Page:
Flip 2 coins. Your opponent reveals the top 7 cards of his or her deck. Then, for each heads you may discard 1 of those cards. Your opponent shuffles the remaining cards back into his or her deck.
     
    Last edited: Dec 1, 2017
  5. ReapThaWhirlwind Aspiring Trainer
    ReapThaWhirlwind

    Member

    Great Escape Rope


    [​IMG]

    Great Escape Rope [Prism Star Item Card]

    You can only play this card if your Active Pokémon is a Stage 2 Pokémon or if your opponent's Active Pokémon has 120 or more HP than your Active Pokémon.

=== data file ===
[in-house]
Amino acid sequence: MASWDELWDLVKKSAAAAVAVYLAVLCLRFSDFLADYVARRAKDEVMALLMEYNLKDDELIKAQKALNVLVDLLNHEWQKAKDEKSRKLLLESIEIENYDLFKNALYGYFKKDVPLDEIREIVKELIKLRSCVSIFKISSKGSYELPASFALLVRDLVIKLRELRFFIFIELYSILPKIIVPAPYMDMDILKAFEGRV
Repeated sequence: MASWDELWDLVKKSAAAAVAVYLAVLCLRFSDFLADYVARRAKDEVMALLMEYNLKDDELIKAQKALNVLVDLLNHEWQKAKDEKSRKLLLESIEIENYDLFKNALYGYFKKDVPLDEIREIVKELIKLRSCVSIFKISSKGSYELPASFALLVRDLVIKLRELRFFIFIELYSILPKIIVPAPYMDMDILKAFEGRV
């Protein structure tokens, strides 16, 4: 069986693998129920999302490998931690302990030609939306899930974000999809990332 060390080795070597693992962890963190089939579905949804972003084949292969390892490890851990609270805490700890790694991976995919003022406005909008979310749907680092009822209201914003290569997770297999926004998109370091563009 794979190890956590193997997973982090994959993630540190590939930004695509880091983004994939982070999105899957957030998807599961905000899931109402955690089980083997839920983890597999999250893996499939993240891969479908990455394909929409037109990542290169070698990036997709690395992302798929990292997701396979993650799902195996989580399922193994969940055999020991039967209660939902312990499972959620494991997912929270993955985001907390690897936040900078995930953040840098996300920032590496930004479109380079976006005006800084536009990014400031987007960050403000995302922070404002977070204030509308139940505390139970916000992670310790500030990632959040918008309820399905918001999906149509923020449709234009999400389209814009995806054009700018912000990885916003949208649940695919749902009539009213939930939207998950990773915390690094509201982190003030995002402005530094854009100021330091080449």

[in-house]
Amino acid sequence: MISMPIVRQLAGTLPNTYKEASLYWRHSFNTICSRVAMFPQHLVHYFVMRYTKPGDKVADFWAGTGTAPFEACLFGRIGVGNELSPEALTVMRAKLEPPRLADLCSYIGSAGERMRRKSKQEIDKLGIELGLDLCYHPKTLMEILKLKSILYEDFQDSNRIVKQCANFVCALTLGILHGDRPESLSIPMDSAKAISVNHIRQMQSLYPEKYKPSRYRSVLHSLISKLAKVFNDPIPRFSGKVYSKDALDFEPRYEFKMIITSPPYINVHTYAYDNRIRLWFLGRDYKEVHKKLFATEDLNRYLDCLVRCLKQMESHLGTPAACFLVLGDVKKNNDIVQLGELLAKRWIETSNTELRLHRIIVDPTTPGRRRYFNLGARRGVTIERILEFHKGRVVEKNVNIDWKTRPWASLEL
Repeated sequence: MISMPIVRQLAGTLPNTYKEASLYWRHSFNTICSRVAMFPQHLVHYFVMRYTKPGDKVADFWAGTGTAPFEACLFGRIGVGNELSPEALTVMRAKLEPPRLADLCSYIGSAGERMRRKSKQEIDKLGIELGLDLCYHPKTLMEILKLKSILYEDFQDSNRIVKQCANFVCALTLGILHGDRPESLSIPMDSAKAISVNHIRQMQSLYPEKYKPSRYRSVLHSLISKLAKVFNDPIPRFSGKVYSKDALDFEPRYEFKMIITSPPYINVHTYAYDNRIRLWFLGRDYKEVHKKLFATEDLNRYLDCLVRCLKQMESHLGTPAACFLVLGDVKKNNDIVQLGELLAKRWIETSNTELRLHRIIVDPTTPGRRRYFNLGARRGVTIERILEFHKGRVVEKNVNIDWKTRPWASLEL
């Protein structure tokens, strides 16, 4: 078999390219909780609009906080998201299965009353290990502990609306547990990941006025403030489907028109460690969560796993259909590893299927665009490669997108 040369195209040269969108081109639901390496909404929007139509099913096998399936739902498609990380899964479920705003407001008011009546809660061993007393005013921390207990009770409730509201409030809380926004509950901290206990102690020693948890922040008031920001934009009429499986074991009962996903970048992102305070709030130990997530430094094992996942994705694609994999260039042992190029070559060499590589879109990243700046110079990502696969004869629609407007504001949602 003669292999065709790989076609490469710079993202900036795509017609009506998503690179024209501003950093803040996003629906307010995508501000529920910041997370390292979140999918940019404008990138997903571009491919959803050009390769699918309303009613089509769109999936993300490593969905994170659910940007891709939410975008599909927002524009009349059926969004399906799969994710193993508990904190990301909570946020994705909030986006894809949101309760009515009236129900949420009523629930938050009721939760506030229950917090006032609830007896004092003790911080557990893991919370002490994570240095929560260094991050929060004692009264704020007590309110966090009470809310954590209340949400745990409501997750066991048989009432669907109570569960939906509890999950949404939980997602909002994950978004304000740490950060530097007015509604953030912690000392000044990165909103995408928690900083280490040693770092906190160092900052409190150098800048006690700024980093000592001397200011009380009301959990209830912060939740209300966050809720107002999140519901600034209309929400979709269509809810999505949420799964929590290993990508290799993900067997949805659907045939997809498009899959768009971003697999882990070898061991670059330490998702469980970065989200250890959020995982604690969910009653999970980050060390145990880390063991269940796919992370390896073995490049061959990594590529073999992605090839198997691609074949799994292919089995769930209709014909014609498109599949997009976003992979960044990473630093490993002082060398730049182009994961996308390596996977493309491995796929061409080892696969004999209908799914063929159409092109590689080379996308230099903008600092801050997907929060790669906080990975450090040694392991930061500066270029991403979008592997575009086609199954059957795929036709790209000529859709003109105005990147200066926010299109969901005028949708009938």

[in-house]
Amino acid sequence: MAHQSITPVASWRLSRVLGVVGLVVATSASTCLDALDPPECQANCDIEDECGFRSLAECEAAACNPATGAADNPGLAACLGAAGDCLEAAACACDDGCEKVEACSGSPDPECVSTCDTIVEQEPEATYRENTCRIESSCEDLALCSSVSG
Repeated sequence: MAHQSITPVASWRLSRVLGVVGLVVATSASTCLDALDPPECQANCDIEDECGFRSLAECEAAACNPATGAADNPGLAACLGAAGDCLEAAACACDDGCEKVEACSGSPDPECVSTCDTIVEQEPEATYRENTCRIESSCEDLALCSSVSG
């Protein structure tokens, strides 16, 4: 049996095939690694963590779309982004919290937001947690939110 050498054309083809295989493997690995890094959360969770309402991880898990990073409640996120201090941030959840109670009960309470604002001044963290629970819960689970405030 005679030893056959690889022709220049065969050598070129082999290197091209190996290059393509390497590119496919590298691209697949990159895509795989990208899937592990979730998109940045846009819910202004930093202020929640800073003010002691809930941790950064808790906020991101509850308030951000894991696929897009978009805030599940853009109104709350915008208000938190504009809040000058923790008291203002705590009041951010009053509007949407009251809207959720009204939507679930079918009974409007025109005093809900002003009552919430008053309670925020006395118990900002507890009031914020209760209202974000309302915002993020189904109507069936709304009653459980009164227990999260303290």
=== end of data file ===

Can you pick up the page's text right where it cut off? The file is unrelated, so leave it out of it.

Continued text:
Shuffle your Active Pokémon, all cards attached to it, and up to 1 card from your Discard Pile (except Great Escape Rope) into your deck.
     
    Last edited: Jan 28, 2019
  6. ReapThaWhirlwind Aspiring Trainer
    ReapThaWhirlwind

    Member

    Holy Roller


    [​IMG]

    Holy Roller [Supporter]

    You may look at the top 7 cards of your deck and choose up to 3 of those cards with different types, reveal them, and put them into your hand. If you do, shuffle your deck afterwards. Then discard two cards.
     
    Last edited: Apr 8, 2018
  7. ReapThaWhirlwind Aspiring Trainer
    ReapThaWhirlwind

    Member

    Prison Portion


    Prison Portion [Item Card]

    You may play 2 Prison Portion cards at once. • If you played 1 card, choose two effects from this card to play. • If you played 2 cards, play all effects from this card and double the amount of each effect.

    ♦ Heal 20 damage from 1 of your Pokémon.